The following morning, Merrill sees startling video footage on the news of an alien that was spotted during a boy's birthday party in Passo Fundo, Rio Grande do Sul, Brazil. Graham takes a short visit to Ray Reddy's house, and finds Ray staring blankly out his car window and bleeding. Ray apologizes for the accident that occurred, tells Graham that "they don't like water" and that a lot of people have gone to the lake. Before driving away and leaving Graham in the driveway, Ray tells him that he trapped "one" in the pantry. In an extended scene, Graham investigates. He takes a carving knife from the kitchen and attempts to use it like a mirror to catch the intruder's reflection from under the pantry door. When he does so, fingers that are not human try to claw at his hand from the other side. Startled, Graham uses the knife to cut off the fingers and quickly departs.

Graham returns home and proposes to his family two options: go to the lake in hope that the aliens do not like water, or stay home. After a family vote (in which Graham says that his vote counts for two) the family decides to stay home and they board up all the doors and windows. While Graham and Merrill do this, Morgan and Bo watch the news and find out that the mysterious airborne lights are now visible over approximately 274 cities worldwide, appearing within a mile of crop signs, and the appearances are growing rapidly.

Before the family finishes boarding up the house, they decide to have their last full family meal, choosing their favorite foods. In an emotional scene, Graham holds his children and brother while they all cry, realizing how much the death of Colleen has affected them and how scared they are. Suddenly, the baby monitor begins making the familiar, mysterious noises. Graham checks the television only to see it's no longer broadcasting.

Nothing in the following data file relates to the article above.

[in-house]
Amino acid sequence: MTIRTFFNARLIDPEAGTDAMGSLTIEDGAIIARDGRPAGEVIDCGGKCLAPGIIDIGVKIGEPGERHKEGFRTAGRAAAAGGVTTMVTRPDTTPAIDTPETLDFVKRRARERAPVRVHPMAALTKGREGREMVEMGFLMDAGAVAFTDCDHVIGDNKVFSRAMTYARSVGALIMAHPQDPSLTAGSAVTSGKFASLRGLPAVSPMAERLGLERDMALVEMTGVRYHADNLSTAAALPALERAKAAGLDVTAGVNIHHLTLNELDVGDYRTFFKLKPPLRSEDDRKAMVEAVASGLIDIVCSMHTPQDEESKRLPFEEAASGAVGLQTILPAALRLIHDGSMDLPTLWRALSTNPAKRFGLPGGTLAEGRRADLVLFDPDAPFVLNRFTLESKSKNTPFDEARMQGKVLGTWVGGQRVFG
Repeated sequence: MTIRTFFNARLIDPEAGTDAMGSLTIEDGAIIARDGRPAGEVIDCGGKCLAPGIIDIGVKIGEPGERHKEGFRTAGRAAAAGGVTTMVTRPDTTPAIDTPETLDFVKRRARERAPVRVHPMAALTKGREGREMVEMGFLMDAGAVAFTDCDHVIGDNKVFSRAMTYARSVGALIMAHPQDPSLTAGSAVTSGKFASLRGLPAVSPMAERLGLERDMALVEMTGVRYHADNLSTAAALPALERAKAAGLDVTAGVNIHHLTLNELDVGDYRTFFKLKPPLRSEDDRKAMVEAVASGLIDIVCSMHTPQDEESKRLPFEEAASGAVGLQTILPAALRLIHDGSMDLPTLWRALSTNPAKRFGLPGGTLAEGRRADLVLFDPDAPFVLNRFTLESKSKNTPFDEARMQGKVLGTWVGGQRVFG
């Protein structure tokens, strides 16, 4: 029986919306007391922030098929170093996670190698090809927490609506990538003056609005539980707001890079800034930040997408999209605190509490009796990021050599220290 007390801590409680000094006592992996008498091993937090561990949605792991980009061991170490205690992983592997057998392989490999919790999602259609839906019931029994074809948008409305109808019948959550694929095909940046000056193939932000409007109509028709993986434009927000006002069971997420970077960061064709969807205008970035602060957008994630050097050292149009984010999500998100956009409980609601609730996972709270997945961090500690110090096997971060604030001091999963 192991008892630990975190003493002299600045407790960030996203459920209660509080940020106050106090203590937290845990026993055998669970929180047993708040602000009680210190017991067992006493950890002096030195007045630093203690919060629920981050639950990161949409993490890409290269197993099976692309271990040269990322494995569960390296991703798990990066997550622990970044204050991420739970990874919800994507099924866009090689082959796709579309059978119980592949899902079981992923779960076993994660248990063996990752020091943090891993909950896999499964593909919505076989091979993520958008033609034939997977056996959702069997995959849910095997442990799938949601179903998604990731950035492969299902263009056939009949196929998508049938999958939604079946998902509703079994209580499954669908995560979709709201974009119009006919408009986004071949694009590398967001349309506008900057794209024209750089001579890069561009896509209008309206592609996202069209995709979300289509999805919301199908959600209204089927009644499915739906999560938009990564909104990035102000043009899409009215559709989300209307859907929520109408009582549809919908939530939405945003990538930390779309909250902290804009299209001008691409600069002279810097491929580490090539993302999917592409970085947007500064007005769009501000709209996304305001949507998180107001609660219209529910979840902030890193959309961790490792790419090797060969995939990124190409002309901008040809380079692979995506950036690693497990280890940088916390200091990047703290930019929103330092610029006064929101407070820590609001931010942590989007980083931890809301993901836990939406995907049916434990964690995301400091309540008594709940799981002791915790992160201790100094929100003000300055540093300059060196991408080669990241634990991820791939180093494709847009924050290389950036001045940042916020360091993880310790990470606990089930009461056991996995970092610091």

They then board up the last doors and windows and go to the living room, waiting for the aliens. The dog, who was accidentally left outside, begins to bark alarmingly, but is quickly silenced with a yelp. Soon after, something can be heard climbing onto the roof and getting into the attic. When Merrill realizes that no one boarded up the attic access door in the ceiling, the family decides to hide in the basement and use a mattock to prop the basement door closed. Graham and Merrill manage to ward off an attack. However, something finds a way in through a coal shaft and grabs Morgan's neck, attempting to strangle him but is repelled, resulting in Morgan having an asthma attack.